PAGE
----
It is said that the first recorded car accident to take place in the United States was between a car and a bicycle back in 1896; back then there were a lot fewer cars and bikes on the road. Today an average of 700 bicyclists are killed in cycling accidents a year and another 45,000 are injured. Even with those statistics cyclists are on the rise, especially in large cities like Chicago as many commuters are switching to bikes for their daily commutes.
In response to this Share the Road campaigns are popping up and many cities creating lanes just for cyclists. The city of Chicago is in the process of creating a 645-mile network for cyclists and their Divy bike share program reached one year old over the summer. Cyclists are here to stay and have just as much right to be on the road as drivers, so it is important to be aware of bikes on the road.
Four tips for sharing the road:
• For all intents and purposes bicycles are vehicles, but that doesn’t mean they will follow traffic laws as mindfully as you and many times cyclists will blow through a red light or stop sign even when there is traffic. Be mindful of this and don’t assume every bike will stop or even slow down at intersections.
• Bike only lanes are becoming more and more common and it can be very tempting to drive down an empty bike lane to avoid congestion or to park your car in one, don’t an unexpected car in the bike lane means bikes are forced into the portion of the road with cars and that increases the chance of accidents.
• Don’t expect a cyclist to hear you when you drive up from behind so make sure to give them as much room as possible when you pass by. One of the more common bicycle accidents involve a car hitting a bike from behind while passing. To avoid this from happening slow down and only pass a bike when it is safe to do so. Also, honking at a bike you are coming up on is not a good way of letting them know you are there; if you’re honk startles them enough they may swerve unexpectedly.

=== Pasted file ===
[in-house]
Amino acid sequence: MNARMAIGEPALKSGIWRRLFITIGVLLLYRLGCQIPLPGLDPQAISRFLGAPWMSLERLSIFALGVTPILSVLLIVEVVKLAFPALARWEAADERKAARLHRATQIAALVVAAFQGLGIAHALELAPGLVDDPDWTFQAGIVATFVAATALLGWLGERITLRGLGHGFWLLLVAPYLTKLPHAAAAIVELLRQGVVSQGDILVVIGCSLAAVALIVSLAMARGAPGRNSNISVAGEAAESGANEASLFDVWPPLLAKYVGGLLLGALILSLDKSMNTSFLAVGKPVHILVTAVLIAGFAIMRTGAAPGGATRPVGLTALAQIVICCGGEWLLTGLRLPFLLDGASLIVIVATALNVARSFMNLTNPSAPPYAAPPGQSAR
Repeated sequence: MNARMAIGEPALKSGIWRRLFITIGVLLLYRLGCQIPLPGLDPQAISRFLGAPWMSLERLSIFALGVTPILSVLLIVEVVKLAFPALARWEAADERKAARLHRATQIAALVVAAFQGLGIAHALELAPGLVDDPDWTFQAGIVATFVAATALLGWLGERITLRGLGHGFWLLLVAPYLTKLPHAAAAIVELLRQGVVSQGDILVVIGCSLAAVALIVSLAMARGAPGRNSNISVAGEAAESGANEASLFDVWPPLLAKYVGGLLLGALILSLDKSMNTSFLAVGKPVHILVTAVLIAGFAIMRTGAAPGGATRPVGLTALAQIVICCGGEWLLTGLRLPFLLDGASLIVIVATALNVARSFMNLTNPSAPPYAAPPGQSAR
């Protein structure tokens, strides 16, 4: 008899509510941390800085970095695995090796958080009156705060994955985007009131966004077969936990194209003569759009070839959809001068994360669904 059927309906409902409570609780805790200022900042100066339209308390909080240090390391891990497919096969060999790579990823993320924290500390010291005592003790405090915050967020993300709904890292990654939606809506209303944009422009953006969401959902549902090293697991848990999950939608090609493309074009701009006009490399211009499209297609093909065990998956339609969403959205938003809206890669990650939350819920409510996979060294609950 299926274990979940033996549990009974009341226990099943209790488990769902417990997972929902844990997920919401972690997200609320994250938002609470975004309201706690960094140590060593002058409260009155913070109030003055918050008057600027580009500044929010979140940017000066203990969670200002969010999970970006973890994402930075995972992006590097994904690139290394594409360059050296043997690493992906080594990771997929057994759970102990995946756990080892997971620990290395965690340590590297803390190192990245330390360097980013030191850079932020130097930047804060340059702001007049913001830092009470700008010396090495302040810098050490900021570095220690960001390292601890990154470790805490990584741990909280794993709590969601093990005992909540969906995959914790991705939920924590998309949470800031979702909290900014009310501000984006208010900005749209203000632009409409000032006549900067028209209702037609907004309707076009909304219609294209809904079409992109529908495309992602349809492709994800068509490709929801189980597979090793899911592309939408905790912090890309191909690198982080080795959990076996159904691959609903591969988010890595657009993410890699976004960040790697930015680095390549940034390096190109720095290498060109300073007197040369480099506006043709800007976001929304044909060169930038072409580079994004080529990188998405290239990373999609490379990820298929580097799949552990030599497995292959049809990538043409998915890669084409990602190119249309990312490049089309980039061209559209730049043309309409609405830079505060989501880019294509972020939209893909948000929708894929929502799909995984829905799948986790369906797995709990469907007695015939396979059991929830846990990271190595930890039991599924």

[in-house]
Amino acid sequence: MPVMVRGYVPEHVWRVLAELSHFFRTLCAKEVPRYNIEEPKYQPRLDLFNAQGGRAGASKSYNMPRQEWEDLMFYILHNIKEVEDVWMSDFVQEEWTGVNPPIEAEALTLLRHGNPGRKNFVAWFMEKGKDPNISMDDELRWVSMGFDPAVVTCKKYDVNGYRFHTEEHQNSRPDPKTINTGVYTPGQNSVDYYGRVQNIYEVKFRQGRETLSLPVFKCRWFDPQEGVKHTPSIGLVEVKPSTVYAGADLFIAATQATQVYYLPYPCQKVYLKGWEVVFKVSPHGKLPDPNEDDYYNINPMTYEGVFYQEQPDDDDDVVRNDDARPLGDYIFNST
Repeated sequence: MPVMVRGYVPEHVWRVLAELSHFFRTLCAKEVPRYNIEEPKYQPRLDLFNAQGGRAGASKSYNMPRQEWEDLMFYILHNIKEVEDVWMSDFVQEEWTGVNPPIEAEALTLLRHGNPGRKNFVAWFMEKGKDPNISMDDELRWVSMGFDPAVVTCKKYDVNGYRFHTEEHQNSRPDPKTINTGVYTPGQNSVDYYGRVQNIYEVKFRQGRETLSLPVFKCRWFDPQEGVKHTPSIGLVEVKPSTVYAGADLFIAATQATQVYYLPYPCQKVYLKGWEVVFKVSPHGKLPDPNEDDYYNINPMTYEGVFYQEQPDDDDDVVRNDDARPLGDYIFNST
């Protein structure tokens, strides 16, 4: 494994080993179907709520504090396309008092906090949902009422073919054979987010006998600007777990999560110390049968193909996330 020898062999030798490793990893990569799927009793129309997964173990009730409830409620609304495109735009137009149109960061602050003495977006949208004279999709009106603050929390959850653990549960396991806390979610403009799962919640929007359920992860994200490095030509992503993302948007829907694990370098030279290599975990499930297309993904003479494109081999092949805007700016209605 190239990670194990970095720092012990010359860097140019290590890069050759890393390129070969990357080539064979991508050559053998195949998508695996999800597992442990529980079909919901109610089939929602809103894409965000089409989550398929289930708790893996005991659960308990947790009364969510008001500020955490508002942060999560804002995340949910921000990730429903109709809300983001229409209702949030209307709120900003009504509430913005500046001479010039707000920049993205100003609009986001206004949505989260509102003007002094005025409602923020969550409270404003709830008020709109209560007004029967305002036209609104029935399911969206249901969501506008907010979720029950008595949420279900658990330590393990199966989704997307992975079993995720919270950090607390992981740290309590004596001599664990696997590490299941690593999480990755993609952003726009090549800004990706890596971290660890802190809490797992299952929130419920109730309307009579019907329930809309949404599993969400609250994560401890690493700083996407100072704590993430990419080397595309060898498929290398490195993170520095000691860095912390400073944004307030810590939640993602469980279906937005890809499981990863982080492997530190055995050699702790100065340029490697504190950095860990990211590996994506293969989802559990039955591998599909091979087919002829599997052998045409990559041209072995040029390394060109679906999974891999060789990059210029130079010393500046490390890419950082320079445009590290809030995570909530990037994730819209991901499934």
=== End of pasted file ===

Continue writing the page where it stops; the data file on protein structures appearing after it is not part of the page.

• Be mindful of opening vehicle doors when parked on the street. Another common bike accident occurs when either the driver or a passenger in a car opens the door without checking for bicyclists and the bike collides with the open car door.
Top Driver’s Driver Education courses go over the importance of sharing the road and teach each new driver their responsibilities when it comes to sharing the road. Our highly trained driver’s education instructions will ensure your teen knows how to drive defensively and pay attention for cyclists. Sign up for one of our courses today.